Do you have a networkpath to a non-existent computer in your PATH environment variable? –  The_Fox Apr 6 '11 at 12:18

8 Answers 8

It could be that the program is waiting for timeouts when trying to access resources that are not available on that machine such as network drives or Internet hosts.

Try running Process Monitor when starting up your program and look for file open calls. Filter the output so it only shows your process.

http://technet.microsoft.com/en-us/sysinternals/bb896645

share|improve this answer
    
Ville, will do! Thanks! –  Orionizer Apr 6 '11 at 12:22

Performance problems initially can seem very daunting at first.

I have been on many teams where people have tried to guess at a reason for performance problems. This sometimes works, but is far less effective than actually measuring the code.

When reproducible on a development machine, I would recommend a profiler.

There was a previous question that asked about Delphi Profiling tools which has several possible tools you could use.

When you can't reproduce the problem on your development machine, then it becomes a bit more difficult, but not impossible. Typically I have found that problems are related to an application dependency that is different, and not performing well. Understanding the external influences on your application can help pinpoint the problem.

Specifically common external problems in some of my applications.

  • Network
  • Database
  • Application Servers
  • Installation or Data File Location (i.e. Disk Performance)
  • Virus and Malware Scanners
  • Other application interring with yours such as a virus.

To monitor for items related to the network (i.e. Database, web services, etc...) I typically use Wireshark which allows me to see if resources are responding in expected times. My most common problem is poor performing DNS and can found using Wireshark.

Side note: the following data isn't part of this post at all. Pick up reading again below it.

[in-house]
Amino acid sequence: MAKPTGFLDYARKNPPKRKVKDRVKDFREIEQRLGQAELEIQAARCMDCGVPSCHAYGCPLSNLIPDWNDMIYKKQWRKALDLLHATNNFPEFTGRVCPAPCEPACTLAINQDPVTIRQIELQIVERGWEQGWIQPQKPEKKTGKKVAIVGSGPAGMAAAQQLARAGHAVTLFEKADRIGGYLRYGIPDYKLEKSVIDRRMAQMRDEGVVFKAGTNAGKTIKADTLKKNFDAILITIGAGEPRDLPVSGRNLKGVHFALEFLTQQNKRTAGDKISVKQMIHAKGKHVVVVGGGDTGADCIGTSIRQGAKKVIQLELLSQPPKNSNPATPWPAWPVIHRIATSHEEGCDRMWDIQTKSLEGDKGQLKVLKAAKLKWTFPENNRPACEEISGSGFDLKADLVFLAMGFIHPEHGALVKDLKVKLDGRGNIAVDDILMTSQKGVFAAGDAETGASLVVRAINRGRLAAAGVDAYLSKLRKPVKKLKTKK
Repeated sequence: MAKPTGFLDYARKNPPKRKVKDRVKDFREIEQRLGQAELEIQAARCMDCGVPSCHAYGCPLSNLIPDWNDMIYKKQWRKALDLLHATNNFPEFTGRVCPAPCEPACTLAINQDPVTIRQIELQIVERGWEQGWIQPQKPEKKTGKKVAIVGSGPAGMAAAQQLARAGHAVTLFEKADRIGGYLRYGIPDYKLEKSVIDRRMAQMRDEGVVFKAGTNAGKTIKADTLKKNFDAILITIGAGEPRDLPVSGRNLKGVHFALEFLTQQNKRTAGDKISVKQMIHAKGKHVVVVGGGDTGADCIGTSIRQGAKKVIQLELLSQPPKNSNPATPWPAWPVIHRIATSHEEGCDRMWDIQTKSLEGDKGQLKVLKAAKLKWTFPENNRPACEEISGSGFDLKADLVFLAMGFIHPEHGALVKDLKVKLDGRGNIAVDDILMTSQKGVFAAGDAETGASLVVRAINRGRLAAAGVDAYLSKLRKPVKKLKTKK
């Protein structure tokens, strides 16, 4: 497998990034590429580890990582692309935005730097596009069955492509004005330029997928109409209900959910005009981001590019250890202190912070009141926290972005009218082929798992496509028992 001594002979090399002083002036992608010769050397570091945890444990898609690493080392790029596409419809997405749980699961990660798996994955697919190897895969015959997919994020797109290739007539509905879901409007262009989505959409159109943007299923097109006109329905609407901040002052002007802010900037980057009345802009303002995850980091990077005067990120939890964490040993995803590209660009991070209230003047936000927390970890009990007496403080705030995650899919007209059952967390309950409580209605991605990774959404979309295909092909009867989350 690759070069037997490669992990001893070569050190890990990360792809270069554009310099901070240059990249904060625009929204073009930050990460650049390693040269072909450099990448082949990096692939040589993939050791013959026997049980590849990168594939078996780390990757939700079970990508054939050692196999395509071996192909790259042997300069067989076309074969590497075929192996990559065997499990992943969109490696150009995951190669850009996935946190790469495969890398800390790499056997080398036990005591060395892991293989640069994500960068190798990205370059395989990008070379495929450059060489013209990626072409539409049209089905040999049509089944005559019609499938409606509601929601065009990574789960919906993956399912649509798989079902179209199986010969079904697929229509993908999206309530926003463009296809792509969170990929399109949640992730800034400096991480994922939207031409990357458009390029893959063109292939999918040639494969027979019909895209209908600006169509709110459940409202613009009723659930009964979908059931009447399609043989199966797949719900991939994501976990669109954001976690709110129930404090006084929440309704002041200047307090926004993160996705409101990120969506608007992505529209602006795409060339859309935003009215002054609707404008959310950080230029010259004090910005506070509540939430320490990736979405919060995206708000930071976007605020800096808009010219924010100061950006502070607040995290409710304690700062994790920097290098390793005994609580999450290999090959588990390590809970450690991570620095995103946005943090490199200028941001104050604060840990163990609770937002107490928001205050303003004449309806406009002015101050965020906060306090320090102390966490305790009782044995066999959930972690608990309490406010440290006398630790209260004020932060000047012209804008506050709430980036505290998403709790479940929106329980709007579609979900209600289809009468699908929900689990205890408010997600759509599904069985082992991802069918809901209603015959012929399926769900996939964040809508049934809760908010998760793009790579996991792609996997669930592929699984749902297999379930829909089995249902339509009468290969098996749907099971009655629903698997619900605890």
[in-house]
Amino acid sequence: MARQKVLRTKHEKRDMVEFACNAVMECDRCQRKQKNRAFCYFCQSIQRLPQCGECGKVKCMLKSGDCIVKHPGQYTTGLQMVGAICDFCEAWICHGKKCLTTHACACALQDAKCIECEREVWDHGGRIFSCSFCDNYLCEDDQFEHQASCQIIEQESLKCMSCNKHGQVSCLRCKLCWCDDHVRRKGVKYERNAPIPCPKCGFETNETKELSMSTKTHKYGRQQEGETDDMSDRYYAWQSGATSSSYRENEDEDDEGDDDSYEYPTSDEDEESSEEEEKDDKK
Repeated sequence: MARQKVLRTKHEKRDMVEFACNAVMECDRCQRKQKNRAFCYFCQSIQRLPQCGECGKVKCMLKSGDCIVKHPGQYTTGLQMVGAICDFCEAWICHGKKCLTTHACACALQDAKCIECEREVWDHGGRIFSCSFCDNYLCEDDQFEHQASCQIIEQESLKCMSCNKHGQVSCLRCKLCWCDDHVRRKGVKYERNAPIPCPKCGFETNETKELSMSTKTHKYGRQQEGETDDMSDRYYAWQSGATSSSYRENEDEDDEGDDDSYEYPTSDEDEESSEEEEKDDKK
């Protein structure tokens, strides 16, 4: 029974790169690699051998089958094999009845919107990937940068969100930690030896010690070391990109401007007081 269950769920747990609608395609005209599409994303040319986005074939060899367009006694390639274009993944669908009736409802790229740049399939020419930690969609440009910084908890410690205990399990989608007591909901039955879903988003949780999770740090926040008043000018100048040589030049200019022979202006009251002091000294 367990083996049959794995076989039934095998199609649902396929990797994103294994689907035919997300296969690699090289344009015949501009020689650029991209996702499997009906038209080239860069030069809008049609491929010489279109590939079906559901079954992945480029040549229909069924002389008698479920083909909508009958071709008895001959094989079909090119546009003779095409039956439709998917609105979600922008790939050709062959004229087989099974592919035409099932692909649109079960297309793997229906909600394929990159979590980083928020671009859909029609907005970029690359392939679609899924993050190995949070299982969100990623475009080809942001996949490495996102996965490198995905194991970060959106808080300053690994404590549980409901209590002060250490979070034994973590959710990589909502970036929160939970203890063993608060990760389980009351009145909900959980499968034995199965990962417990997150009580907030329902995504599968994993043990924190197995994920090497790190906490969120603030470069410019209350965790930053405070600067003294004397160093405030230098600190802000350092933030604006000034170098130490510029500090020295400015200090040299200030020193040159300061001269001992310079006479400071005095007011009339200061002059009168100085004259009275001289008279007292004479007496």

You can use the AutoRuns program to determine everything that starts up when your computer does, it's useful in determine differences between machines.

But most of all I have logging that can be turned on in my applications and this allows me to isolate the problem to a specific area of code. This narrowing down to a specific section of code reduces the guessing, and allows you to focus on a few possible problems.

share|improve this answer
    
Thanks for the response. The really strange issue is it even takes SEVERAL seconds for the splash screen to even show up, and the creation of the splash is in the initialization section of the main unit. It is NOT reproducable on my dev machine. I'll check on some of these apps to see if anything shows a problem. –  Orionizer Apr 6 '11 at 12:17
    
Then the slowdown is in a module initialization section that runs before your main unit runs. Check this link for helpful tips on debugging your module initialization sections: wiert.wordpress.com/2009/10/15/… –  Warren P Apr 7 '11 at 2:08
    
Orionizer, running the remote debugger and simply pausing the app while it's in its startup phase (if that's where the delay is) would let you see where it is / what it's doing. –  David M Apr 7 '11 at 3:52

I created a log function for this that I call at specific places (in your case especially during startup). It adds a timestamp to each log text and stores them in a TMemo that is regularly saved. Not only very helpful when debugging, but may also shed some light on your problem.

share|improve this answer
    
Mike, I'll try that, too. Thanks! –  Orionizer Apr 6 '11 at 12:21

Are you using code signing - ie Microsoft Authenticode? If so, then outdated certificate authorities on the computers can cause significant delays to startup.

share|improve this answer
    
HMcG - no code signing... –  Orionizer Apr 6 '11 at 19:33

First, I would try to defragment the hard disk. If still slow, I would check the power supply. Maybe your hard disk are getting insufficient energy.

share|improve this answer
    
Ouch, man. If his hard disk is getting "insufficient energy", his computer won't boot. –  Warren P Apr 7 '11 at 2:06
    
Sorry, but you are wrong. Using a SMPS of 350w when your computer needs 450w or above can make a hard disk slow. –  Clóvis Valadares Junior Apr 9 '11 at 1:17
  1. Check if there is the same antivirus software on those 2 problematic computers. If so, then your Delphi application may match byte pattern used in some virus made in Delphi. Update virus definitions to solve it, or report false alarm to antivirus company, or change antivirus software.